Just as I awoke I was handed a summons to appear before the burgomaster. I made haste with my toilette, for I felt curious to know the reason of this citation, and I was aware I had nothing to fear. When I appeared, the magistrate addressed me in German, to which I turned a deaf ear, for I only knew enough of that language to ask for necessaries. When he was informed of my ignorance of German he addressed me in Latin, not of the Ciceronian kind by any means, but in that peculiar dialect which obtains at most of the German universities.
"Why do you bear a false name?" he asked.
"My name is not false. You can ask Carli, the banker, who has paid me fifty thousand florins."
"I know that; but your name is Casanova, so why do you call yourself Seingalt?"
"I take this name, or rather I have taken it, because it belongs to me, and in such a manner that if anyone else dared to take it I should contest it as my property by every legitimate resource."
"Ah! and how does this name belong to you?"
"Because I invented it; but that does not prevent my being Casanova as well."
"Sir, you must choose between Casanova and Seingalt; a man cannot have two names."
"The Spaniards and Portuguese often have half a dozen names."
"But you are not a Spaniard or a Portuguese; you are an Italian: and, after all, how can one invent a name?"
"It's the simplest thing in the world."
"The alphabet belongs equally to the whole human race; no one can deny that. I have taken eight letters and combined them in such a way as to produce the word Seingalt. It pleased me, and I have adopted it as my surname, being firmly persuaded that as no one had borne it before no one could deprive me of it, or carry it without my consent."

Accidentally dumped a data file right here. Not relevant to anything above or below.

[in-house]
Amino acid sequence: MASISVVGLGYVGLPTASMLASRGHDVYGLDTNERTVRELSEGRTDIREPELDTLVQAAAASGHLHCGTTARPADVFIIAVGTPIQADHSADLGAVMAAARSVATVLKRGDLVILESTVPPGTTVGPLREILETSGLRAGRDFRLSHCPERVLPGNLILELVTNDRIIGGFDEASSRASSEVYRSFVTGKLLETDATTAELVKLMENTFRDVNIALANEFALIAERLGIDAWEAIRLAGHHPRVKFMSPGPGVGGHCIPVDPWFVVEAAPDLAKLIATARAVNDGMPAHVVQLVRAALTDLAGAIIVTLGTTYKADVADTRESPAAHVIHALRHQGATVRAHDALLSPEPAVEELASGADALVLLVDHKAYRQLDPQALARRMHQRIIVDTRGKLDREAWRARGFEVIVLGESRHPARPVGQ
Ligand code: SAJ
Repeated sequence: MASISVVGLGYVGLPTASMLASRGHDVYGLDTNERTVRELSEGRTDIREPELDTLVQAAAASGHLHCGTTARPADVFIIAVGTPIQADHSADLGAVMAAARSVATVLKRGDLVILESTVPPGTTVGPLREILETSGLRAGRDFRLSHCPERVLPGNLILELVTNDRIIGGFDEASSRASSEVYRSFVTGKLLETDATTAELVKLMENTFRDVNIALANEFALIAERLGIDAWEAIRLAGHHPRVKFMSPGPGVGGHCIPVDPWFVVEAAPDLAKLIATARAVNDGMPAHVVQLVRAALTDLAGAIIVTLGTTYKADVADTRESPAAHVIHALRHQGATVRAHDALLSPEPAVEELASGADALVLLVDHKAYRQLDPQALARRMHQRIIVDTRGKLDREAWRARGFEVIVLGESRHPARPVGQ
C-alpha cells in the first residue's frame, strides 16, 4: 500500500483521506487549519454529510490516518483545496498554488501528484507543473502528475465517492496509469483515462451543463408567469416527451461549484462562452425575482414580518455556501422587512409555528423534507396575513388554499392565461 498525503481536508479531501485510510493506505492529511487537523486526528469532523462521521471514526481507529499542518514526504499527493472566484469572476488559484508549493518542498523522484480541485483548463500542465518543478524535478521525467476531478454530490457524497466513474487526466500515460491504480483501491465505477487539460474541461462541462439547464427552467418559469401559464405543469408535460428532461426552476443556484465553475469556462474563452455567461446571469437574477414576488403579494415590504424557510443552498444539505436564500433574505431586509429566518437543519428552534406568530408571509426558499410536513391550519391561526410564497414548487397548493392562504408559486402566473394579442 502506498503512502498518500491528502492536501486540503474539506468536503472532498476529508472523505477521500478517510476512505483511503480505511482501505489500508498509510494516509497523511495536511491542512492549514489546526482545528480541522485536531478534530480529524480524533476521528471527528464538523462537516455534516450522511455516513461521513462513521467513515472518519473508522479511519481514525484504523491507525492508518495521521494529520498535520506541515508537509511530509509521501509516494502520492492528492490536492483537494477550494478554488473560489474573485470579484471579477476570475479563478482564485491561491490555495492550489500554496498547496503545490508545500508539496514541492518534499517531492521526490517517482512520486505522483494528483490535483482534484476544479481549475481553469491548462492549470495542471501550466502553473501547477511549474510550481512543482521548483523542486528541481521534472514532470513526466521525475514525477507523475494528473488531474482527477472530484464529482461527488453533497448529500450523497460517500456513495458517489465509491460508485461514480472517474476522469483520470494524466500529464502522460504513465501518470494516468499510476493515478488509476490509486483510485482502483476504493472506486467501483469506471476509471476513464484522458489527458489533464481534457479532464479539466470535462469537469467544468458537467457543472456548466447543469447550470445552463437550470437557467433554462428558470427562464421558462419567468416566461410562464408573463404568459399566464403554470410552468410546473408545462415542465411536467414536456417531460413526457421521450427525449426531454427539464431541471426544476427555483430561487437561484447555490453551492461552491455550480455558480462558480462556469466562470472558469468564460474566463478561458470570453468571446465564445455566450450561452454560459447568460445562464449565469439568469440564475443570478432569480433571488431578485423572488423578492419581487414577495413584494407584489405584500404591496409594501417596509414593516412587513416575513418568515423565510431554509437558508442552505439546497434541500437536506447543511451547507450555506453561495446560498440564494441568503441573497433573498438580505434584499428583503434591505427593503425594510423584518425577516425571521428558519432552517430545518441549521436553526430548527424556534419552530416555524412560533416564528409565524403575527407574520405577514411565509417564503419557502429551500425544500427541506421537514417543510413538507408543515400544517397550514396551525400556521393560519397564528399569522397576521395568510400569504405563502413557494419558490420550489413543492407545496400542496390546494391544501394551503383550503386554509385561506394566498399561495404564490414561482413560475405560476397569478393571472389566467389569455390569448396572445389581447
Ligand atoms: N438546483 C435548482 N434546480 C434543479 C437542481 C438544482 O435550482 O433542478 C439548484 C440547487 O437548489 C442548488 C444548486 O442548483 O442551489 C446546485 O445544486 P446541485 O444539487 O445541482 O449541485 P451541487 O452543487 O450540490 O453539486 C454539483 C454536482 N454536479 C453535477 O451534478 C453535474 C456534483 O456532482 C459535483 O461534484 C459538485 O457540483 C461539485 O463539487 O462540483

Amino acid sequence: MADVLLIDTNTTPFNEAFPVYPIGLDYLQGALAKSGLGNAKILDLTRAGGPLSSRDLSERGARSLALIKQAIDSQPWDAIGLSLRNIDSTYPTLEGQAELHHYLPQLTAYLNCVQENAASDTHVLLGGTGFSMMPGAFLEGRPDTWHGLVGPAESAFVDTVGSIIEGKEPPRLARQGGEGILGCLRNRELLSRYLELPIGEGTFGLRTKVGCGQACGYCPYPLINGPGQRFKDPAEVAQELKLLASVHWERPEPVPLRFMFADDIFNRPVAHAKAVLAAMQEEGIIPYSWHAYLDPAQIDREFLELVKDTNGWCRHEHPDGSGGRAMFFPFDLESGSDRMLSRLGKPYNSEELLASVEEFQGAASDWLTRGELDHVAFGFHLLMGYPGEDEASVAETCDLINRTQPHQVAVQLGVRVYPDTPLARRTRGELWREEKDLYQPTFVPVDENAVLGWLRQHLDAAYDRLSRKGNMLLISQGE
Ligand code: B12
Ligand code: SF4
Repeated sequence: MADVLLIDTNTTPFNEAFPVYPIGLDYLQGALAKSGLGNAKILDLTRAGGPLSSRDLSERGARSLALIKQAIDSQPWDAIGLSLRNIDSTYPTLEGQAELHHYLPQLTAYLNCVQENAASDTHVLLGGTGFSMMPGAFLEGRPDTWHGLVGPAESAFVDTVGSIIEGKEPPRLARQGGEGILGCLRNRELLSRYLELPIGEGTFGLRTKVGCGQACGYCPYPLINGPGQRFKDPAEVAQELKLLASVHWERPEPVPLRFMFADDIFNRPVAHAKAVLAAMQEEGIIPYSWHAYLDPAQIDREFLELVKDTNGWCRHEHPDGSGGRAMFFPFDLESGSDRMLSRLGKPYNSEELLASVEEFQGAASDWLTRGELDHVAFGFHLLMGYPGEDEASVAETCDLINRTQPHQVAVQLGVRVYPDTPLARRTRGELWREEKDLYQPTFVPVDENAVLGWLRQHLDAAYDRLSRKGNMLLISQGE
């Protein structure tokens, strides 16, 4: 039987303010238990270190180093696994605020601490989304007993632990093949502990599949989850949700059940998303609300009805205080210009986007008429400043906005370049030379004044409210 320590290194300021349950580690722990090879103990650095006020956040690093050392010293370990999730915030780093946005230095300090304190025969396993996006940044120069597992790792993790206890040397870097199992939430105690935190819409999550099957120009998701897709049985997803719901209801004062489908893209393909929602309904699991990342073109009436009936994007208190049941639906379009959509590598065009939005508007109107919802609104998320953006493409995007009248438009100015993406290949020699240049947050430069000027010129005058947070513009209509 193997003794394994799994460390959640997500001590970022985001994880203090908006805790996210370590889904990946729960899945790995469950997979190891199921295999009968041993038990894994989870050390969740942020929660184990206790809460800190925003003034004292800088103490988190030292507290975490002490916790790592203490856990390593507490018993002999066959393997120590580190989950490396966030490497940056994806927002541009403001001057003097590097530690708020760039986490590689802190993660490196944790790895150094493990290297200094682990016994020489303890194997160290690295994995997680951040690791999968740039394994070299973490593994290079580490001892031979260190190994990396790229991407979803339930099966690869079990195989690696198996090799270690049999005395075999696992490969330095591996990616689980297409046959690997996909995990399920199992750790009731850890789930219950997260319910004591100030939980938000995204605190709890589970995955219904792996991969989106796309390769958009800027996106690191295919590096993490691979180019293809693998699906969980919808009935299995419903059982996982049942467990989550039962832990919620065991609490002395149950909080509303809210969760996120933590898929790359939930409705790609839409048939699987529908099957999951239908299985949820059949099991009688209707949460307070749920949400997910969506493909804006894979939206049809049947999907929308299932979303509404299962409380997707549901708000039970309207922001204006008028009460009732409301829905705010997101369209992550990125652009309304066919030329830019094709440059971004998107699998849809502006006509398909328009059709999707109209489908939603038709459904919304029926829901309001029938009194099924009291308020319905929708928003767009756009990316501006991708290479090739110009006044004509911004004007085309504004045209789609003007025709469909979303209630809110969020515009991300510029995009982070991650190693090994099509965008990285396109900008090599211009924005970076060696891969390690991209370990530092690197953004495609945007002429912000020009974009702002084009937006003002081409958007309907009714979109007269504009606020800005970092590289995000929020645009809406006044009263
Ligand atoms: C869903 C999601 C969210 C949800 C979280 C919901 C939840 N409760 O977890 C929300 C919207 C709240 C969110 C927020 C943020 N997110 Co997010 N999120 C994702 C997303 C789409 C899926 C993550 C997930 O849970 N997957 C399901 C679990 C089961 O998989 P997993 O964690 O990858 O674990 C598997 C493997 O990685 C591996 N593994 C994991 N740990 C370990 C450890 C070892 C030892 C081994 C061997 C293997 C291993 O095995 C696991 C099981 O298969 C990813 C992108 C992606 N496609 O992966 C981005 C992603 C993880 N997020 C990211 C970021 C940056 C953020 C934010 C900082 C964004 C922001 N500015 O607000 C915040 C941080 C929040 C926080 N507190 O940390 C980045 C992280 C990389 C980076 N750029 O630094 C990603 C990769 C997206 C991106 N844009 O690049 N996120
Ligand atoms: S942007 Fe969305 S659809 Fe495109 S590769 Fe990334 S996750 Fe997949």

"This is a very odd idea. Your arguments are rather specious than well grounded, for your name ought to be none other than your father's name."
"I suggest that there you are mistaken; the name you yourself bear because your father bore it before you, has not existed from all eternity; it must have been invented by an ancestor of yours who did not get it from his father, or else your name would have been Adam. Does your worship agree to that?"
"I am obliged to; but all this is strange, very strange."
"You are again mistaken. It's quite an old custom, and I engage to give you by to-morrow a long list of names invented by worthy people still living, who are allowed to enjoy their names in peace and quietness without being cited to the town hall to explain how they got them."
"But you will confess that there are laws against false names?"
"Yes, but I repeat this name is my true name. Your name which I honour, though I do not know it, cannot be more true than mine, for it is possible that you are not the son of the gentleman you consider your father." He smiled and escorted me out, telling me that he would make enquiries about me of M. Carli.
I took the part of going to M. Carli's myself. The story made him laugh. He told me that the burgomaster was a Catholic, a worthy man, well to do, but rather thick-headed; in short, a fine subject for a joke.
The following morning M. Carli asked me to breakfast, and afterwards to dine with the burgomaster.
"I saw him yesterday," said he, "and we had a long talk, in the course of which I succeeded in convincing him on the question of names, and he is now quite of your opinion."
I accepted the invitation with pleasure, as I was sure of seeing some good company. I was not undeceived; there were some charming women and several agreeable men. Amongst others, I noticed the woman in man's dress I had seen at the theatre. I watched her at dinner, and I was the more convinced that she was a woman. Nevertheless, everybody addressed her as a man, and she played the part to admiration. I, however, being in search of amusement, and not caring to seem as if I were taken in, began to talk to her in a stream of gallantry as one talks to a woman, and I contrived to let her know that if I were not sure of her sex I had very strong suspicions.